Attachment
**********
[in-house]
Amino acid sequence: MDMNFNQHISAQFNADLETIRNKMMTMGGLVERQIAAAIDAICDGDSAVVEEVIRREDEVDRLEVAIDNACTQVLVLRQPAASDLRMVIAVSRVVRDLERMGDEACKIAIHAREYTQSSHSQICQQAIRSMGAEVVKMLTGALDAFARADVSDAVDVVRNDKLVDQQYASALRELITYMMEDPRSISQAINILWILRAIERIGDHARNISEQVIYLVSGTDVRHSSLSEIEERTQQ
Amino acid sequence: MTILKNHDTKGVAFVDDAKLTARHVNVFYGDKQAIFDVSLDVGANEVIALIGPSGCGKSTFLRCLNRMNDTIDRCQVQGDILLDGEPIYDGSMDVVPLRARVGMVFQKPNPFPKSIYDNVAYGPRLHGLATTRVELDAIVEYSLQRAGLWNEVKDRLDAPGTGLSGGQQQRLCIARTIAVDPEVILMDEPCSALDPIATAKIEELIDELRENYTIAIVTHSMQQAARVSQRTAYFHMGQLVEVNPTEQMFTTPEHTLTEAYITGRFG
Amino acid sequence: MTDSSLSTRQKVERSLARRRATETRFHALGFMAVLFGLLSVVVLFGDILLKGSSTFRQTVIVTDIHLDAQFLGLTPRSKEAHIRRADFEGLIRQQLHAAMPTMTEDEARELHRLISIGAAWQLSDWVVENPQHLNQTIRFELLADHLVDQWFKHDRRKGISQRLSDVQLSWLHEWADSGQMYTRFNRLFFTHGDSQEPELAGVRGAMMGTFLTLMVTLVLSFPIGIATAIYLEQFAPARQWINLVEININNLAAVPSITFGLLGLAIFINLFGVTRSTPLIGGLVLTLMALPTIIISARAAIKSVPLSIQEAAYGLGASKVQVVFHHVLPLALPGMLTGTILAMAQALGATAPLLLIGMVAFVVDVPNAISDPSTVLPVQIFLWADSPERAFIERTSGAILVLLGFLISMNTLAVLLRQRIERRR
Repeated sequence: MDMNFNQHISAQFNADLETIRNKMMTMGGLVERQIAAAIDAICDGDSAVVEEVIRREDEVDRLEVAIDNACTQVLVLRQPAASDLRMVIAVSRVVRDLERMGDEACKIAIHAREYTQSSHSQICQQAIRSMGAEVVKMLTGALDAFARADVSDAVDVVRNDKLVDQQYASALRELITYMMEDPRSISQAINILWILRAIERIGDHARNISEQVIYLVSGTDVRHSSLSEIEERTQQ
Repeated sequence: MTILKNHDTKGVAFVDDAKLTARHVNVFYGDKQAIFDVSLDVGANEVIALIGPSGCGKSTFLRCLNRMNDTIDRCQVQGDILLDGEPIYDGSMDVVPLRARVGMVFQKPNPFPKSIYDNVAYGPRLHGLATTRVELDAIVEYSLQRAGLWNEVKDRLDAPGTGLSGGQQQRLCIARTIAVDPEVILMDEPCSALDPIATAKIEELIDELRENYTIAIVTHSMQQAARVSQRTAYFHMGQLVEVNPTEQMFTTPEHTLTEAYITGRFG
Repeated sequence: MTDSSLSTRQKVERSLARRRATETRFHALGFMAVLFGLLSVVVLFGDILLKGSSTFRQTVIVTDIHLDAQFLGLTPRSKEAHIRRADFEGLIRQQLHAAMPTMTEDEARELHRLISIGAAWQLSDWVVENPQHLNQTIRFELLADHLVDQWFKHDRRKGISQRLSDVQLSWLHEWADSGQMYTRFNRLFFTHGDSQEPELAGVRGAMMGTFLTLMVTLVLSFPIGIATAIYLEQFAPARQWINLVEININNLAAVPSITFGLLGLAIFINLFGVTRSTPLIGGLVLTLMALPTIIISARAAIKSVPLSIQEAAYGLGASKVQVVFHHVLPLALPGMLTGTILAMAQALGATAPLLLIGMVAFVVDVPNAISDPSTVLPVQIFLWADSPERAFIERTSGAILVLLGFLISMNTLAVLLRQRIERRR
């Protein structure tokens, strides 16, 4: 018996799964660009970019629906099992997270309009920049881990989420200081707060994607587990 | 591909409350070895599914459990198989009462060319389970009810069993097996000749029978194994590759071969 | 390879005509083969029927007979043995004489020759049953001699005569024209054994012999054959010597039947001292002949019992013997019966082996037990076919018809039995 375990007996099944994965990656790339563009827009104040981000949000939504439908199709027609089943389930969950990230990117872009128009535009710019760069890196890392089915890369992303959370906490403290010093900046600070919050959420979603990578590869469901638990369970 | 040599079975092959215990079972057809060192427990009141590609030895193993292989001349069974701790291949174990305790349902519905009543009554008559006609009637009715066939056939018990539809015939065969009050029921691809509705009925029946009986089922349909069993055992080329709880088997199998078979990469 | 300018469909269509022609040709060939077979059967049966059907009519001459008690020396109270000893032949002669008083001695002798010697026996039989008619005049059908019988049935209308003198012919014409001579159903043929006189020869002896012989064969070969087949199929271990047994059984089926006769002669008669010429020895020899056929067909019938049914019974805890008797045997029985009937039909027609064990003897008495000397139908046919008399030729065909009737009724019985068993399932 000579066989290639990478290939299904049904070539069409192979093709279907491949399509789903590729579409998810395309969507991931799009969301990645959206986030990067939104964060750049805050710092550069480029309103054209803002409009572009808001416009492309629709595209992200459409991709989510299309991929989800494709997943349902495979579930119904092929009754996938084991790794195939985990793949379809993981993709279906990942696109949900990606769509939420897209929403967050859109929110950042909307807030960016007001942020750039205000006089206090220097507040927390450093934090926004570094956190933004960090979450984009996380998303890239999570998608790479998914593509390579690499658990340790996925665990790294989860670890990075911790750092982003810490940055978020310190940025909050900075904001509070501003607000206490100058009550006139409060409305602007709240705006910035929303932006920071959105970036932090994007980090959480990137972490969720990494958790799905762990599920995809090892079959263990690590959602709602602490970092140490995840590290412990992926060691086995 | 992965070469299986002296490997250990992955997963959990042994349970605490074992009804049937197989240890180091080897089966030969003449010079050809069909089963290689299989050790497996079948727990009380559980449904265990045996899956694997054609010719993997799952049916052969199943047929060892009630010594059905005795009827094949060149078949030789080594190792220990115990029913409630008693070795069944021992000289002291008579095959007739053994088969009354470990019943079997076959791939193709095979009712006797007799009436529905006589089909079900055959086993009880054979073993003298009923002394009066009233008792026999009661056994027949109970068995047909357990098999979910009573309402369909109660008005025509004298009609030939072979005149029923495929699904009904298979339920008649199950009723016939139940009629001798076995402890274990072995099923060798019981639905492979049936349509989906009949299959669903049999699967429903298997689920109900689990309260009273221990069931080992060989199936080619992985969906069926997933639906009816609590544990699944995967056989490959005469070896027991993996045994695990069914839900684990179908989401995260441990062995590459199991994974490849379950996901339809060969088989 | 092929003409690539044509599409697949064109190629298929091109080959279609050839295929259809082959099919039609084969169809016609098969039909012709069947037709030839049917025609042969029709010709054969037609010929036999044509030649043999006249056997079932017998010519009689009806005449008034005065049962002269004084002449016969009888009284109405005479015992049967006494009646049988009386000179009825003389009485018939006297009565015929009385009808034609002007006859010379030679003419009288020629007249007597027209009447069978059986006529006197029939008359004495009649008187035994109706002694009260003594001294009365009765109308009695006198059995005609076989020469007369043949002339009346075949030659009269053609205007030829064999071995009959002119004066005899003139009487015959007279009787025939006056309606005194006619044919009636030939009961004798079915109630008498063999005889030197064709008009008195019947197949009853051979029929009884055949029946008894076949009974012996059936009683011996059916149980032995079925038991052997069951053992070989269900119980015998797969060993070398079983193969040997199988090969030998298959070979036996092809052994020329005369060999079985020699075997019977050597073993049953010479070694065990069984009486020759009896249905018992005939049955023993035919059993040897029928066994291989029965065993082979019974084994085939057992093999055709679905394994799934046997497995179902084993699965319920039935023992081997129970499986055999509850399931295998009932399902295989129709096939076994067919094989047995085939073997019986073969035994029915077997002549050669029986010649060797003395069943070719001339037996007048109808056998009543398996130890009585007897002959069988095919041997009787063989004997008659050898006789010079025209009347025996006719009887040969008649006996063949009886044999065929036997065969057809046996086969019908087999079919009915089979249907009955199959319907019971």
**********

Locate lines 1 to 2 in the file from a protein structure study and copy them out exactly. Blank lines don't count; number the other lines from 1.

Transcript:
[in-house]
Amino acid sequence: MDMNFNQHISAQFNADLETIRNKMMTMGGLVERQIAAAIDAICDGDSAVVEEVIRREDEVDRLEVAIDNACTQVLVLRQPAASDLRMVIAVSRVVRDLERMGDEACKIAIHAREYTQSSHSQICQQAIRSMGAEVVKMLTGALDAFARADVSDAVDVVRNDKLVDQQYASALRELITYMMEDPRSISQAINILWILRAIERIGDHARNISEQVIYLVSGTDVRHSSLSEIEERTQQ